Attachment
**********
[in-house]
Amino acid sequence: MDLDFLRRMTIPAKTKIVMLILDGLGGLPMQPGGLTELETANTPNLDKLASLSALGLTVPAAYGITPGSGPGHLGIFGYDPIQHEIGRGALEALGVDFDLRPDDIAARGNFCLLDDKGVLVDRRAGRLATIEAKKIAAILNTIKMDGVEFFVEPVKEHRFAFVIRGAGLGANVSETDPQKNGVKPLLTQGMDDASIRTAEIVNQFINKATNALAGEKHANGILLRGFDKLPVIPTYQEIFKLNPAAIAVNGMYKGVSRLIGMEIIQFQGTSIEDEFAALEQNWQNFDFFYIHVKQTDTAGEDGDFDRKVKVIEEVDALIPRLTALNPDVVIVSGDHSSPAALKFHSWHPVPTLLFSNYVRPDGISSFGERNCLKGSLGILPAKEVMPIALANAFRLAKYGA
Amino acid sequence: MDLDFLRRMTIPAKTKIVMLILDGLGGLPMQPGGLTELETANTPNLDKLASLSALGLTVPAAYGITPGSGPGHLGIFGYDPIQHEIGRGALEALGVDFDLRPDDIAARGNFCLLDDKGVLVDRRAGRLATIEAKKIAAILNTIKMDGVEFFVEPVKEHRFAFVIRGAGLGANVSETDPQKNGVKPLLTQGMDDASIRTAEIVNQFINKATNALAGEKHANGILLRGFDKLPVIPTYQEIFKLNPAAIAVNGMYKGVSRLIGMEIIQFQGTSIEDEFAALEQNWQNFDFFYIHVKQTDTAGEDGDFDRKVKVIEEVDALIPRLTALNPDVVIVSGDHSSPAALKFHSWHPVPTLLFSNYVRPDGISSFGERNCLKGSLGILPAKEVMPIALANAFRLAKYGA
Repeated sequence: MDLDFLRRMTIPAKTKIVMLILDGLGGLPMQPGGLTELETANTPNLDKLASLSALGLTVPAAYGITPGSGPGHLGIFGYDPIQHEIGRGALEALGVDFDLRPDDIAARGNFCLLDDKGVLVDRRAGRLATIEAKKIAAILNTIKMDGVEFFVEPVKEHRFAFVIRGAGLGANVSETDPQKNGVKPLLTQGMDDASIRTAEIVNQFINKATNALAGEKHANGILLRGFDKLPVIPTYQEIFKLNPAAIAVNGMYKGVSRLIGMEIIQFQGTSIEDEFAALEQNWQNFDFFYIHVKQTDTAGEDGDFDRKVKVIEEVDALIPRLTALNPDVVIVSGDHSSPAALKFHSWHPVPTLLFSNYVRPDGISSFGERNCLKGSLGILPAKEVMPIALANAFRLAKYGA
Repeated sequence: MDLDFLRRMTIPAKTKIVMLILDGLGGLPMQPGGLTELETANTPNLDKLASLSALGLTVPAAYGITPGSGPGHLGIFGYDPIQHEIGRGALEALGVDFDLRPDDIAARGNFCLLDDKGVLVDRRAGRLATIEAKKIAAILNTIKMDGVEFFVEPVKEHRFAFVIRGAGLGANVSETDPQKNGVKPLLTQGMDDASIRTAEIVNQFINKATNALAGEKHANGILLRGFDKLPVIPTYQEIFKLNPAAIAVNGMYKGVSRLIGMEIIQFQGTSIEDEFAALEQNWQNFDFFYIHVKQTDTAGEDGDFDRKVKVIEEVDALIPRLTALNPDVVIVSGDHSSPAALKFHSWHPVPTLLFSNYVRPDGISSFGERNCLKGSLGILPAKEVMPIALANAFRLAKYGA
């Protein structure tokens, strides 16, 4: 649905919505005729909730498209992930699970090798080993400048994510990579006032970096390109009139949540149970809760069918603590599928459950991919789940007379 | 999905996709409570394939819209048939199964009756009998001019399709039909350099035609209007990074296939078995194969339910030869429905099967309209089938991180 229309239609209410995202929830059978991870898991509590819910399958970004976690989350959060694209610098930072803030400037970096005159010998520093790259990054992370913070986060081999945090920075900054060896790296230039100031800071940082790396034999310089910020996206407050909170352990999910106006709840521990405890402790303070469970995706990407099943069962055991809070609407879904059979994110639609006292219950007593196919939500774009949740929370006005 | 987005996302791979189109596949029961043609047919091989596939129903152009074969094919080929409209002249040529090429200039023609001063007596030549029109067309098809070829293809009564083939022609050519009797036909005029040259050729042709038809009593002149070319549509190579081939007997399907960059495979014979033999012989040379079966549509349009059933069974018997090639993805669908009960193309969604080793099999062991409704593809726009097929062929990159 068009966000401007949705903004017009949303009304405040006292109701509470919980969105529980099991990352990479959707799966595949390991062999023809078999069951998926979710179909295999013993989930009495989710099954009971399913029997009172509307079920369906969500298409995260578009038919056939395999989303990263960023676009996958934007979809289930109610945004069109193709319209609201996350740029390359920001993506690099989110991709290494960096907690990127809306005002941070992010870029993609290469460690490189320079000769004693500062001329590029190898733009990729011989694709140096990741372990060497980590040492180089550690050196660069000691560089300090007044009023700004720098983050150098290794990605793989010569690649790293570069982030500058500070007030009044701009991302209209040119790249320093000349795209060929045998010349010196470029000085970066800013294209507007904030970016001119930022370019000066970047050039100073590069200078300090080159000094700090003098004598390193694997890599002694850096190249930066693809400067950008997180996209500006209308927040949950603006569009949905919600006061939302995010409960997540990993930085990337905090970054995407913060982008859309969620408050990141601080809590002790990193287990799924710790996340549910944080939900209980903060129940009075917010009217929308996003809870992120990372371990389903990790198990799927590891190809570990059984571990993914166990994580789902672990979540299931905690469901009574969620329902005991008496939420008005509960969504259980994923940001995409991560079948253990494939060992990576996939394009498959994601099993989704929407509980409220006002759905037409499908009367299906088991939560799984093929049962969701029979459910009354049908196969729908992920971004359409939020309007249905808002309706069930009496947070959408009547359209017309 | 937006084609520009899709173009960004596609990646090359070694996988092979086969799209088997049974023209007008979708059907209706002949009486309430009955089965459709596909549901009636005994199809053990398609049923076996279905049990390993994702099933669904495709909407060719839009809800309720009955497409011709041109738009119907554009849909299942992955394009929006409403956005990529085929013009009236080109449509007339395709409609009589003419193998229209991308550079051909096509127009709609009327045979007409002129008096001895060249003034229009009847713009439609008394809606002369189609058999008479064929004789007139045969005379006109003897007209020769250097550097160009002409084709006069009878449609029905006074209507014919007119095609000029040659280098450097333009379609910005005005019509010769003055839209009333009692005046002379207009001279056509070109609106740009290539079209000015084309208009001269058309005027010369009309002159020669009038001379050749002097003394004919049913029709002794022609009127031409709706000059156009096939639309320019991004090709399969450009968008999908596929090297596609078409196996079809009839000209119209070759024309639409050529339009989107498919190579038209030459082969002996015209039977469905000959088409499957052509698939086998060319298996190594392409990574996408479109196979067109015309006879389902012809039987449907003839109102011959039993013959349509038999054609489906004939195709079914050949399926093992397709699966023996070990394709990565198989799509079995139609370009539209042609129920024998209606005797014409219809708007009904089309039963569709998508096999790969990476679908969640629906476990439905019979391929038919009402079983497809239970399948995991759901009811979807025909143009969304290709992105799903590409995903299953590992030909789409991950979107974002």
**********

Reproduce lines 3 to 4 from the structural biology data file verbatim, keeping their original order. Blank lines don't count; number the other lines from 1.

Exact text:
Amino acid sequence: MDLDFLRRMTIPAKTKIVMLILDGLGGLPMQPGGLTELETANTPNLDKLASLSALGLTVPAAYGITPGSGPGHLGIFGYDPIQHEIGRGALEALGVDFDLRPDDIAARGNFCLLDDKGVLVDRRAGRLATIEAKKIAAILNTIKMDGVEFFVEPVKEHRFAFVIRGAGLGANVSETDPQKNGVKPLLTQGMDDASIRTAEIVNQFINKATNALAGEKHANGILLRGFDKLPVIPTYQEIFKLNPAAIAVNGMYKGVSRLIGMEIIQFQGTSIEDEFAALEQNWQNFDFFYIHVKQTDTAGEDGDFDRKVKVIEEVDALIPRLTALNPDVVIVSGDHSSPAALKFHSWHPVPTLLFSNYVRPDGISSFGERNCLKGSLGILPAKEVMPIALANAFRLAKYGA
Repeated sequence: MDLDFLRRMTIPAKTKIVMLILDGLGGLPMQPGGLTELETANTPNLDKLASLSALGLTVPAAYGITPGSGPGHLGIFGYDPIQHEIGRGALEALGVDFDLRPDDIAARGNFCLLDDKGVLVDRRAGRLATIEAKKIAAILNTIKMDGVEFFVEPVKEHRFAFVIRGAGLGANVSETDPQKNGVKPLLTQGMDDASIRTAEIVNQFINKATNALAGEKHANGILLRGFDKLPVIPTYQEIFKLNPAAIAVNGMYKGVSRLIGMEIIQFQGTSIEDEFAALEQNWQNFDFFYIHVKQTDTAGEDGDFDRKVKVIEEVDALIPRLTALNPDVVIVSGDHSSPAALKFHSWHPVPTLLFSNYVRPDGISSFGERNCLKGSLGILPAKEVMPIALANAFRLAKYGA